Contact Us

Use the form on the right to contact us.

You can edit the text in this area, and change where the contact form on the right submits to, by entering edit mode using the modes on the bottom right. 


123 Street Avenue, City Town, 99999

(123) 555-6789


You can set your address, phone number, email and site description in the settings tab.
Link to read me page with more information.


New Partnerships in SW Indiana Seek Community Feedback

Emily Finch

SWCDs form local cooperatives to tackle invasive species

Five Soil & Water Conservation Districts (SWCDs) in southwest Indiana, along with the nonprofit group Southern Indiana Cooperative Invasives Management (SICIM), are leading the formation of local partnerships to address invasive species, but they need your help.

The SWCDs in Vanderburgh, Posey, Pike, Gibson, and Warrick counties are asking for community members to complete a short survey, so they can learn how best to serve the area in invasive species education and management.  

Invasive species can include plants such as the infamous Kudzu, known as the vine that ate the south.  They can also refer to animals/insects, think of the Emerald Ash Borer, a small insect from Asia that has spread across much of the Midwest, killing millions of native ash trees.  In fact, there are many different invasives in Indiana that spread and cause serious economic, environmental, and health impacts.  Poison Hemlock, an invasive noxious weed commonly seen along roadsides and fencerows, is highly toxic to humans and livestock.  Many invasive shrubs, such as Autumn Olive, were and sometimes still are planted as landscaping or for wildlife.  Unfortunately, they create a dense shrub layer in woodlands and interfere with the growth of native plants, including new tree seedlings.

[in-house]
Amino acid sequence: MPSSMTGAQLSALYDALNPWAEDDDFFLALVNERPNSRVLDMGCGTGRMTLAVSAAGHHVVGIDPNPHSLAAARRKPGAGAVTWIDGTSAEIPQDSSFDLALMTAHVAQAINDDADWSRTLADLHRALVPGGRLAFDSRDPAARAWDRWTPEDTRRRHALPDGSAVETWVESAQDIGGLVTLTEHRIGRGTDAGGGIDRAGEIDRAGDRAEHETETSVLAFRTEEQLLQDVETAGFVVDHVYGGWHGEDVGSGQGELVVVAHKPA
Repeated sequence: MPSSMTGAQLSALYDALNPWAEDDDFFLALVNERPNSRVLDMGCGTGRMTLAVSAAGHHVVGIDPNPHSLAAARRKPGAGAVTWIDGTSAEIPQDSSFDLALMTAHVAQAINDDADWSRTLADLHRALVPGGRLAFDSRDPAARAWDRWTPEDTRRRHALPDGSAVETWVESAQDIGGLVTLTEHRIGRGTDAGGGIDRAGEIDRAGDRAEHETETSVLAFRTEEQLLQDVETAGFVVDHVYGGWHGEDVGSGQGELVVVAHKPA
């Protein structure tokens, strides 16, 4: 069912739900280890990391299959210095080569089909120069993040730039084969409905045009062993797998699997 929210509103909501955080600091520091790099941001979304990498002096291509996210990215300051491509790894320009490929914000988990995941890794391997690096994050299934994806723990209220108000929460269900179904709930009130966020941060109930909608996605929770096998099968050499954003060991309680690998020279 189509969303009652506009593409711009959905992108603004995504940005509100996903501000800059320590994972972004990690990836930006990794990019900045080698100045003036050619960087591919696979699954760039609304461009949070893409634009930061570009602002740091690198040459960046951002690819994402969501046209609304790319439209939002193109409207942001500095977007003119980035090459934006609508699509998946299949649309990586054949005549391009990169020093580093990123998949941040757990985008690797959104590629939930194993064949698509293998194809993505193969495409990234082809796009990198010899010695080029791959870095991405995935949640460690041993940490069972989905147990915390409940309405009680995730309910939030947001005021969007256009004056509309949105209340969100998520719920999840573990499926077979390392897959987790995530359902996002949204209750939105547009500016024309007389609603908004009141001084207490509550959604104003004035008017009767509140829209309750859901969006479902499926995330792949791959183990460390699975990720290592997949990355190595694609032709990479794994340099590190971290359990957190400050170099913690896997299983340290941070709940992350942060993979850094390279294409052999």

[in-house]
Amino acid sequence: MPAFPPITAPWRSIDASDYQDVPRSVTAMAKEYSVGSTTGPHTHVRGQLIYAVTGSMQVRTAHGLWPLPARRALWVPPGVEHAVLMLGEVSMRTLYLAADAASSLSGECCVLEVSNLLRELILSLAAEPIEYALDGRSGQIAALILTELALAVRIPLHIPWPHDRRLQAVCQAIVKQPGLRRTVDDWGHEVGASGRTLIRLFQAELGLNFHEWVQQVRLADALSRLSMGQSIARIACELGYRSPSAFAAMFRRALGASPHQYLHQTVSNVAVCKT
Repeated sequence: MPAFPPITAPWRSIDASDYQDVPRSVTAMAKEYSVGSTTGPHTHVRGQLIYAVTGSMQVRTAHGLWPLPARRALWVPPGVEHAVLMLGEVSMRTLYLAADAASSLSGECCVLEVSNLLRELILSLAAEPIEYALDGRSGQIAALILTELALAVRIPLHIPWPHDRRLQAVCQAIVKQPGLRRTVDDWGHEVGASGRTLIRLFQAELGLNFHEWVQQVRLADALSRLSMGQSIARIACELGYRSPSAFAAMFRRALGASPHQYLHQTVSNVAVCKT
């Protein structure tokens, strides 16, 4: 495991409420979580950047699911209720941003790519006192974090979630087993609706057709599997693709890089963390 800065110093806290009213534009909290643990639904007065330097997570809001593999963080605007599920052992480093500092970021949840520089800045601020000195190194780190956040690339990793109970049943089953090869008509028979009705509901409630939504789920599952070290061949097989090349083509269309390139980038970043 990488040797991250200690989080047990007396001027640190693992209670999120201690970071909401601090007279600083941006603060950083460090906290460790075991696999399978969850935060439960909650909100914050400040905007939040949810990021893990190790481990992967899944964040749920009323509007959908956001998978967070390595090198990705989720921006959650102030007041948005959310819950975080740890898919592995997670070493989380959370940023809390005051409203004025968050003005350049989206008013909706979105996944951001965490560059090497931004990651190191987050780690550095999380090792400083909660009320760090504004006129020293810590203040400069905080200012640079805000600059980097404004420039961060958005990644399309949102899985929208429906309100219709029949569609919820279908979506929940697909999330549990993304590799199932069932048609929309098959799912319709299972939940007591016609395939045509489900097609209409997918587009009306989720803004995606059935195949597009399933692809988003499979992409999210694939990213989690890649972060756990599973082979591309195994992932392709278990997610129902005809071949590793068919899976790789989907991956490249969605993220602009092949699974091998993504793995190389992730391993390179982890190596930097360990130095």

An invasive plant and noxious weed, Poison Hemlock spreads along a roadside in Posey County.  Photo by Emily Finch (SICIM). 

 Invasive English Ivy vines carpet the ground and cover trees in Warrick County.  Photo by Heather Zengler.

While private and public landowners have managed invasives for years, according to SICIM, one of the best ways to address the threat of invasive species is through local Cooperative Invasive Species Management Areas, or CISMAs.  Among other things, these grassroots partnerships help to raise awareness of local invasive concerns, bridge the gap between management of invasives on public/private lands, and help address emerging invasive threats. 

To support CISMAs, SICIM has partnered with NRCS to hire regional specialists around the state as part of an Indiana Invasives Initiative (more info at  In the five southwest counties, the SWCDs also worked together receive a Clean Water Indiana grant which allowed them to hire Invasive Technician Heather Zengler to help coordinate new CISMAs in area.    

Invasive Technician Heather Zengler talks to Gibson and Pike county residents about local invasive plants. Photo by Emily Finch (SICIM).

“I am really looking forward to educating people about the impacts invasive species have on the environment.” says Zengler.  “A CISMA is a great way for people to get involved in their communities while learning and educating others about invasive species.”

Several of the counties have already held public CISMA call-out meetings, with Pike and Vanderbugh holding theirs this week on June 12th and 13th.  The meetings are design to give attendees more information about CISMAs, and discuss existing invasive species concerns in each county.  Eventually, working groups will be formed for each county to structure and direct the new groups, but right now the SWCDs are looking for community input.  Specifically, they are looking for local citizens to take short surveys.  The surveys will help determine the community’s general awareness of invasive species, who is currently managing problem invasives, and what types of invasives are a concern in the county. 

According to SICIM Regional Specialist Emily Finch: “These surveys will help the new CISMAs plan their activities and goals.  Their whole purpose is to address local concerns, and to do that we need community feedback.”

Anyone who lives or works in the area is encouraged to take the survey, even if they don’t know anything about invasive species.  There is one survey for each county, and they can be found online at Or, visit your local SWCD website, or office for a hard copy.  For more information, contact Heather Zengler at 812-423-4426 x3 or


Take the survey online now, just click the link below for your county! 

Vanderburgh Survey

Pike Survey

Posey Survey

Gibson Survey

Warrick Survey